- Camilla has a massive crush on a boy named Benjamin. While they’ve spoken very little, she hopes that he’ll pick up on her crush-vibes and ask her to Prom. That isn’t exactly how things pan out; she’s asked to prom on live television by a guy she barely knows. How does she turn him down in order to seek out Benjamin’s potential offer? The answer: she can’t because she refuses to publicly humiliate someone. Camilla is a sweet, smart girl who finds herself in a sucky situation. It’s her senior prom and she’s going with someone that’s annoying the crap out of her. She’s got a huge heart and is so, so kind.
- Her best friend, Joshua, is by her side offering his best advice throughout her whole ordeal, but he gets a bit sidelined by his own drama. He’s gay and his second best friend, Ethan, has been his crush for years. Ethan is also gay, but seeks Joshua’s help asking another guy to prom. This entails brainstorming ideas and Joshua trying to disguise all his hurt because he wishes he could be honest with Ethan about his feelings.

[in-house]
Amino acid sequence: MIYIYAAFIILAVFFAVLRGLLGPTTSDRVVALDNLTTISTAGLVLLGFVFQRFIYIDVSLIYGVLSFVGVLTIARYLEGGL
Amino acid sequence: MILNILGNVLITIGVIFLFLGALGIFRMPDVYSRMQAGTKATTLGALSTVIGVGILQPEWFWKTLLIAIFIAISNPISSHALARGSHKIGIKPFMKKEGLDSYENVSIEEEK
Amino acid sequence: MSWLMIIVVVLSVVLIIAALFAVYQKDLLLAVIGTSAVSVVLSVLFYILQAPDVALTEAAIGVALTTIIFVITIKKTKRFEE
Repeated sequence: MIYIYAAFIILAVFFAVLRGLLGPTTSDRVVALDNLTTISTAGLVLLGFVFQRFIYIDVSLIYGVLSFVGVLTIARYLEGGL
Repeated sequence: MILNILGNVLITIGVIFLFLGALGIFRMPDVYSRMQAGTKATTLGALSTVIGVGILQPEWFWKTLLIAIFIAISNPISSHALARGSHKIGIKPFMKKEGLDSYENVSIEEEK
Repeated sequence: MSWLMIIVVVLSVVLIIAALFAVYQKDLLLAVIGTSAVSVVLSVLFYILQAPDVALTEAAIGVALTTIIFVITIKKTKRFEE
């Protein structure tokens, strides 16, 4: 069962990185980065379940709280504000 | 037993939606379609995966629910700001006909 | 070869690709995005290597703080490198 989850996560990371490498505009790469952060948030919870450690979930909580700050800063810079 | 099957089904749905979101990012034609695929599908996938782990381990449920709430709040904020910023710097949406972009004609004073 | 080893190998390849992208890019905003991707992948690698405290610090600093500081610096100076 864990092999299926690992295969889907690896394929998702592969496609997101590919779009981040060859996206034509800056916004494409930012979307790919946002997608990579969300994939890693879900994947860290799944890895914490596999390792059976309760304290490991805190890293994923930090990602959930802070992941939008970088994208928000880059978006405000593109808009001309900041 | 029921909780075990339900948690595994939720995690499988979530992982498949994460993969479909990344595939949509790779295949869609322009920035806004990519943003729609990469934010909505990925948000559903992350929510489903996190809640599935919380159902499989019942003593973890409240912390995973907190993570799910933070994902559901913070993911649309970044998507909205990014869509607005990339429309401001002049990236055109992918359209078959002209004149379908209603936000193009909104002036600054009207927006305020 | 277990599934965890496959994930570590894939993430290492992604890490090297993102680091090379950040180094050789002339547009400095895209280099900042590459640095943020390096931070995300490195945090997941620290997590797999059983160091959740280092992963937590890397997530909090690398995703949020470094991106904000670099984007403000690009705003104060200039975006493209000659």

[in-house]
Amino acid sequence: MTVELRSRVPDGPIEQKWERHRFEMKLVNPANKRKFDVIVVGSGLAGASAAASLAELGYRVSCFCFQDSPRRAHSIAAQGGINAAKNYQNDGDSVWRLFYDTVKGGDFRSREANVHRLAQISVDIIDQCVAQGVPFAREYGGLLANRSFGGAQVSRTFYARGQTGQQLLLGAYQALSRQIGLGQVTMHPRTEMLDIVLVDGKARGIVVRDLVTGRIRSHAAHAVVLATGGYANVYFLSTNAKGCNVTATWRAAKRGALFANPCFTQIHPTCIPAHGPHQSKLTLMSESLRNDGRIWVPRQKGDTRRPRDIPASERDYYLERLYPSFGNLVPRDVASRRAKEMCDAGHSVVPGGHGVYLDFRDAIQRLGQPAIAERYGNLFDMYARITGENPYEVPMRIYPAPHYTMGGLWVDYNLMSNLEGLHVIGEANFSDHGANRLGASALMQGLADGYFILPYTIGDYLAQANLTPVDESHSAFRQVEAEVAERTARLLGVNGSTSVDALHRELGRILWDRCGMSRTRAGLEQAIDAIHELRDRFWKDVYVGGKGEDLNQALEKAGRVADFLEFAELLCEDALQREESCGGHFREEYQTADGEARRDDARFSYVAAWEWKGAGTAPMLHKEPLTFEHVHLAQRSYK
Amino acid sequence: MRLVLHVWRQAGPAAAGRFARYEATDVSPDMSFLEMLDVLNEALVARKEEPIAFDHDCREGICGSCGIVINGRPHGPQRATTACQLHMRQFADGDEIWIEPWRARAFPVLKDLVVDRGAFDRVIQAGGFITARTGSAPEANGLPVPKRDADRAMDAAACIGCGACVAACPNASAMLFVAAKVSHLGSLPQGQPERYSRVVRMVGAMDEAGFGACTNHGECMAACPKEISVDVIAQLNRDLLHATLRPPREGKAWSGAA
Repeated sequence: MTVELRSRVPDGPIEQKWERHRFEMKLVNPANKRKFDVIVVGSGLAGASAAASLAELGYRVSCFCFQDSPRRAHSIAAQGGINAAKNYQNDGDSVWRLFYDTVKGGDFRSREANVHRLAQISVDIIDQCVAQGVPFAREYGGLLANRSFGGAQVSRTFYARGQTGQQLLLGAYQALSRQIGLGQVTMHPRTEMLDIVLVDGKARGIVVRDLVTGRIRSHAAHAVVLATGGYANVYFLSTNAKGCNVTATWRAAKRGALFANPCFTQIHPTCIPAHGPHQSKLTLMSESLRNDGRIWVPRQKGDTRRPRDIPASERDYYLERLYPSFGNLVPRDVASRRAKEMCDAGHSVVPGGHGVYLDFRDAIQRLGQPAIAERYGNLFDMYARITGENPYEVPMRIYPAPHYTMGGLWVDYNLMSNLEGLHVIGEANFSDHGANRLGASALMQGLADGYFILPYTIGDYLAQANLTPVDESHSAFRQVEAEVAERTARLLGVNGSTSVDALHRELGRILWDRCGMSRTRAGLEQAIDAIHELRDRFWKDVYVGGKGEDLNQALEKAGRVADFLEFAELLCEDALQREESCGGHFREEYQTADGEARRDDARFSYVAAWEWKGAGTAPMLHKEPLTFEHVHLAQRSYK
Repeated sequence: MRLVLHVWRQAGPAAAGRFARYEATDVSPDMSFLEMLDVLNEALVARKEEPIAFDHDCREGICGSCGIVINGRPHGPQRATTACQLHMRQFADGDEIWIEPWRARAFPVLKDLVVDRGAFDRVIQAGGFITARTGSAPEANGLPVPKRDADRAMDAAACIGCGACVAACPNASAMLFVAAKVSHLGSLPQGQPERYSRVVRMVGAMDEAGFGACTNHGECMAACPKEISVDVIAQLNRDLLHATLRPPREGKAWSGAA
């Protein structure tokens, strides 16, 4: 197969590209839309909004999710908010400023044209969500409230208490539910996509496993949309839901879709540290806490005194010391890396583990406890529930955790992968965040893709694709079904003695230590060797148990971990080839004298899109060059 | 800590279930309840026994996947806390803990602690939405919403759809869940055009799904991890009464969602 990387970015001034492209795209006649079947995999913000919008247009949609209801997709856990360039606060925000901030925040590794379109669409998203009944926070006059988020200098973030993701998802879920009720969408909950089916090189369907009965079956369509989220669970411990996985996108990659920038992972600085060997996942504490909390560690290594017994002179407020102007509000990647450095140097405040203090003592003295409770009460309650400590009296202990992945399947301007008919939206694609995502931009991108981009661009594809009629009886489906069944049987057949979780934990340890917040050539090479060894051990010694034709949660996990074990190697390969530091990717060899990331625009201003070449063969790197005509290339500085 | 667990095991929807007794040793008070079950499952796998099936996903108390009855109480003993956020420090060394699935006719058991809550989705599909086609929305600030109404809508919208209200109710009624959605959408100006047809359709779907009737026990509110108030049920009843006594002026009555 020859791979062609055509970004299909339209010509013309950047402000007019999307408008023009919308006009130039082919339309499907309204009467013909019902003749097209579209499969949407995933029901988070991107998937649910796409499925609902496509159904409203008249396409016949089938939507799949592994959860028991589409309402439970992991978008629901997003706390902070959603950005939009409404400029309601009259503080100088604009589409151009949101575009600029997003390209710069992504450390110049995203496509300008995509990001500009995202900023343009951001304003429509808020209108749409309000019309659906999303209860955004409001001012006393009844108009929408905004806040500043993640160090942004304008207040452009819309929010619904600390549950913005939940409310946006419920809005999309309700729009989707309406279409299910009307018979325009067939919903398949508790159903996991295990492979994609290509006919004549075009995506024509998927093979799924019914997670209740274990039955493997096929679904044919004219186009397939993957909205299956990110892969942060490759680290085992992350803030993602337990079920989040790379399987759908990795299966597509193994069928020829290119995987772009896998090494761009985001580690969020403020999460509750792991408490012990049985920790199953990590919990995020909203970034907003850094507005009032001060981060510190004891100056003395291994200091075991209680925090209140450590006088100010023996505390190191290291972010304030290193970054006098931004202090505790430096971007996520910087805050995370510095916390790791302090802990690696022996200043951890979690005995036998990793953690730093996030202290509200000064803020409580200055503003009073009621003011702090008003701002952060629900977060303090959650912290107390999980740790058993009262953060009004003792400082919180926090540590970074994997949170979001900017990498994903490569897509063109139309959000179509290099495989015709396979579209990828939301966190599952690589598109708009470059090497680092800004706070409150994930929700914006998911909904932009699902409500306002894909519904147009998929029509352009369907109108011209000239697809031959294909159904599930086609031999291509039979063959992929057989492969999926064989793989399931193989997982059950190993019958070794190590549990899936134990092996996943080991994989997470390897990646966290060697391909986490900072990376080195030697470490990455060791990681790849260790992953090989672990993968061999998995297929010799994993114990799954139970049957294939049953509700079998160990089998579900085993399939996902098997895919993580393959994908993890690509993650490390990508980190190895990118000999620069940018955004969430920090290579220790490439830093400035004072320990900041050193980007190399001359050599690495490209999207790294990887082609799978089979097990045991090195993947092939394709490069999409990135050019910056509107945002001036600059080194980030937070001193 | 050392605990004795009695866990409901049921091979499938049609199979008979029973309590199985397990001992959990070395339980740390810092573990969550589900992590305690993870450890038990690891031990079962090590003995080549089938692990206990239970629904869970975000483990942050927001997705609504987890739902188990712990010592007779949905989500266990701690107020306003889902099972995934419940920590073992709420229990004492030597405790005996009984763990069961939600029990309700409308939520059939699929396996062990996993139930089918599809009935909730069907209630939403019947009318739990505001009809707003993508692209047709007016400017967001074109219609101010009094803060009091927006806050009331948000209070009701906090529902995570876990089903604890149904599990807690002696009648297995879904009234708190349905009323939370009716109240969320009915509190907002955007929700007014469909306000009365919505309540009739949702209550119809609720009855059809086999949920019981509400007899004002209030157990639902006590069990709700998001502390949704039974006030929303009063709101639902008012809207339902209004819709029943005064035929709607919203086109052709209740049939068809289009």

- Camilla and Joshua’s situations aren’t enviable, but they’re handled really maturely and respectfully. A promposal, to me, is a little silly and I think in many regards it’s unnecessary. But it’s a thing now and I kind of had to get past my adult notions to embrace the concept. Helms did a great job including a current trend and not allowing it to feel extremely cliche and silly. I came to admire Camilla and Joshua as they grew to understand that the only way out of both circumstances was to either suck it up and be a loyal friend or to speak up and be honest. I really appreciated that Helms presented the idea of a Promposal as something a person might not be expecting and how it might feel to be on the receiving end of that; I’d never even considered this before.